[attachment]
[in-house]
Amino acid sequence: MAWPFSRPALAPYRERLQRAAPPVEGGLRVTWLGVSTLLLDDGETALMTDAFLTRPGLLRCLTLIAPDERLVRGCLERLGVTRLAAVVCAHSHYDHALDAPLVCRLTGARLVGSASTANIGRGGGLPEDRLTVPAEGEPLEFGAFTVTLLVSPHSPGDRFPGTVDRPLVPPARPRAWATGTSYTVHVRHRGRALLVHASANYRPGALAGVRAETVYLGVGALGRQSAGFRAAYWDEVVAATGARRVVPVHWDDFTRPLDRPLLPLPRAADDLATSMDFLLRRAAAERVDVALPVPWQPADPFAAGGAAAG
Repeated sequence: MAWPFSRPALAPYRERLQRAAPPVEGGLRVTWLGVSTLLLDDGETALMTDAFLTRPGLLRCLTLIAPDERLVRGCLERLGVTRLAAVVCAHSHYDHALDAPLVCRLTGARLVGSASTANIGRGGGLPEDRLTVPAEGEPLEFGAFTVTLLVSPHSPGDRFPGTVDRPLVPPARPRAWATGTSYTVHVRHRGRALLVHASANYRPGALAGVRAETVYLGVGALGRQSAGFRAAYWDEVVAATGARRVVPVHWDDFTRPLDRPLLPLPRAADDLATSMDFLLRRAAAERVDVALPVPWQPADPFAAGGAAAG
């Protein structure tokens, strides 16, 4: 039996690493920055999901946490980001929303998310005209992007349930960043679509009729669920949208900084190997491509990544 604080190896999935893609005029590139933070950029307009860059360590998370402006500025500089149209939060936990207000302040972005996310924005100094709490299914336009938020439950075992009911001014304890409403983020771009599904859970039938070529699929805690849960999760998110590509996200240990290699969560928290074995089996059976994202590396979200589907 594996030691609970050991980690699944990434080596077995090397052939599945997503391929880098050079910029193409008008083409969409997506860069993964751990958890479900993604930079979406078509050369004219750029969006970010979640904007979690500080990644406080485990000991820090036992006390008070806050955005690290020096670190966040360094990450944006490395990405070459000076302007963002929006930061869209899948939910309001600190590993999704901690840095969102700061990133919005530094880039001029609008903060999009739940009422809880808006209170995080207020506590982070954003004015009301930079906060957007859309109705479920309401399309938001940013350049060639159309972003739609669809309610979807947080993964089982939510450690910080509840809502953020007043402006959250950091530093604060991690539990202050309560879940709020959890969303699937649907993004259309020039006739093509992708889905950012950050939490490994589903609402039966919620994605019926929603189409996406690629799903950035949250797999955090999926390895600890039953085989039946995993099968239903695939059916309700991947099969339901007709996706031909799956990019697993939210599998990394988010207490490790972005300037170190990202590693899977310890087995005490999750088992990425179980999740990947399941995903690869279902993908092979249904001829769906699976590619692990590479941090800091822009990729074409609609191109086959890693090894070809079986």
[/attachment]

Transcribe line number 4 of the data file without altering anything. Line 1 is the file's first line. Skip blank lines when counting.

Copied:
């Protein structure tokens, strides 16, 4: 039996690493920055999901946490980001929303998310005209992007349930960043679509009729669920949208900084190997491509990544 604080190896999935893609005029590139933070950029307009860059360590998370402006500025500089149209939060936990207000302040972005996310924005100094709490299914336009938020439950075992009911001014304890409403983020771009599904859970039938070529699929805690849960999760998110590509996200240990290699969560928290074995089996059976994202590396979200589907 594996030691609970050991980690699944990434080596077995090397052939599945997503391929880098050079910029193409008008083409969409997506860069993964751990958890479900993604930079979406078509050369004219750029969006970010979640904007979690500080990644406080485990000991820090036992006390008070806050955005690290020096670190966040360094990450944006490395990405070459000076302007963002929006930061869209899948939910309001600190590993999704901690840095969102700061990133919005530094880039001029609008903060999009739940009422809880808006209170995080207020506590982070954003004015009301930079906060957007859309109705479920309401399309938001940013350049060639159309972003739609669809309610979807947080993964089982939510450690910080509840809502953020007043402006959250950091530093604060991690539990202050309560879940709020959890969303699937649907993004259309020039006739093509992708889905950012950050939490490994589903609402039966919620994605019926929603189409996406690629799903950035949250797999955090999926390895600890039953085989039946995993099968239903695939059916309700991947099969339901007709996706031909799956990019697993939210599998990394988010207490490790972005300037170190990202590693899977310890087995005490999750088992990425179980999740990947399941995903690869279902993908092979249904001829769906699976590619692990590479941090800091822009990729074409609609191109086959890693090894070809079986």